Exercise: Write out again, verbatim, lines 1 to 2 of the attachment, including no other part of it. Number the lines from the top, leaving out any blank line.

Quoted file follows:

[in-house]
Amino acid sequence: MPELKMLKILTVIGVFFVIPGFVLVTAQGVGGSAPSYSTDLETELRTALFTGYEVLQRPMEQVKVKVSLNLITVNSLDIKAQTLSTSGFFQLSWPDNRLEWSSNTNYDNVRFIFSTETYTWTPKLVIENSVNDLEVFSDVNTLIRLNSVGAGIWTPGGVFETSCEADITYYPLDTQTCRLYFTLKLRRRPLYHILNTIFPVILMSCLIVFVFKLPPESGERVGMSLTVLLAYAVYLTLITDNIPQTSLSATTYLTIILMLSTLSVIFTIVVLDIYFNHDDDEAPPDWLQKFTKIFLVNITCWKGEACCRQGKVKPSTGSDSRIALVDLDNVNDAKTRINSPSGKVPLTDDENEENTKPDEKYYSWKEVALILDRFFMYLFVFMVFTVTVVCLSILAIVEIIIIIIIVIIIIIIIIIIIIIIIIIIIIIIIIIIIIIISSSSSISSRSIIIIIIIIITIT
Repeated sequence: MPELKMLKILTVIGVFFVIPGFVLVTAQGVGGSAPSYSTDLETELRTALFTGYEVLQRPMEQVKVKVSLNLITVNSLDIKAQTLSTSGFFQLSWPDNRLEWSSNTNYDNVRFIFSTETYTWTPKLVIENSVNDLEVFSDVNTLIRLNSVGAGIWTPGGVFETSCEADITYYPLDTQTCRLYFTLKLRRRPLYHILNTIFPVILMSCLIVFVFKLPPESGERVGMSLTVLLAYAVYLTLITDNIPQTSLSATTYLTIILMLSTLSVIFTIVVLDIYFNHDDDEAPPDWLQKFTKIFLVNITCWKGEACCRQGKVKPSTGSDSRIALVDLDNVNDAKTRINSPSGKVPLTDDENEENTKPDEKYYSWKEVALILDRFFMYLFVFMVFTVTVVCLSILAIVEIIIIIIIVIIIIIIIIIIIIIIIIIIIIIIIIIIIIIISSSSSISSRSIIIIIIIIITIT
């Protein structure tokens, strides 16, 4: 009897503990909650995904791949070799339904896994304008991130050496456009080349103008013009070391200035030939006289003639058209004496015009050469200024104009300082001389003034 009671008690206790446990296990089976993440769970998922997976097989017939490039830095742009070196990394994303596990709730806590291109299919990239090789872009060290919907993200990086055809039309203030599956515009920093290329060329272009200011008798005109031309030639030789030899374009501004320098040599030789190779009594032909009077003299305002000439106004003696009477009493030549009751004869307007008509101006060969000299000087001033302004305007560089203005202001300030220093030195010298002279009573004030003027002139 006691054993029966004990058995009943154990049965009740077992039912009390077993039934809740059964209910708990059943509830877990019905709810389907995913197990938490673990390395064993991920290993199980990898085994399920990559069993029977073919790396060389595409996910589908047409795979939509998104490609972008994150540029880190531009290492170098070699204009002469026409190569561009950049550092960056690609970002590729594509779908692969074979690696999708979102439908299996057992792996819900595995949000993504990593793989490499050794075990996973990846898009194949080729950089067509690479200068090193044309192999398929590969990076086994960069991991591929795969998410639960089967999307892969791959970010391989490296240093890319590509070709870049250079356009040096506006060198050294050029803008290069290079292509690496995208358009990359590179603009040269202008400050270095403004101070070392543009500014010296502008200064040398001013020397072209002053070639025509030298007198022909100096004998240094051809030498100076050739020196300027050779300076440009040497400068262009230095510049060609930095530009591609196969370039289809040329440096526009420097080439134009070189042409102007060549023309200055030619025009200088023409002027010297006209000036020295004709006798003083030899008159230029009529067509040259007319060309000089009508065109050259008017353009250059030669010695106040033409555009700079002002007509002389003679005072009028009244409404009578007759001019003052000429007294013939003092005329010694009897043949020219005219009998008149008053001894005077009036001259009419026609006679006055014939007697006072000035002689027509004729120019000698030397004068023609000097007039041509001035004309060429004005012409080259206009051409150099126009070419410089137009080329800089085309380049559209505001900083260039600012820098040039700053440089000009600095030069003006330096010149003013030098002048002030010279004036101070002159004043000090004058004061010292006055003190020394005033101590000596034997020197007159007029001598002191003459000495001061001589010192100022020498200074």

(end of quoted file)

[in-house]
Amino acid sequence: MPELKMLKILTVIGVFFVIPGFVLVTAQGVGGSAPSYSTDLETELRTALFTGYEVLQRPMEQVKVKVSLNLITVNSLDIKAQTLSTSGFFQLSWPDNRLEWSSNTNYDNVRFIFSTETYTWTPKLVIENSVNDLEVFSDVNTLIRLNSVGAGIWTPGGVFETSCEADITYYPLDTQTCRLYFTLKLRRRPLYHILNTIFPVILMSCLIVFVFKLPPESGERVGMSLTVLLAYAVYLTLITDNIPQTSLSATTYLTIILMLSTLSVIFTIVVLDIYFNHDDDEAPPDWLQKFTKIFLVNITCWKGEACCRQGKVKPSTGSDSRIALVDLDNVNDAKTRINSPSGKVPLTDDENEENTKPDEKYYSWKEVALILDRFFMYLFVFMVFTVTVVCLSILAIVEIIIIIIIVIIIIIIIIIIIIIIIIIIIIIIIIIIIIIISSSSSISSRSIIIIIIIIITIT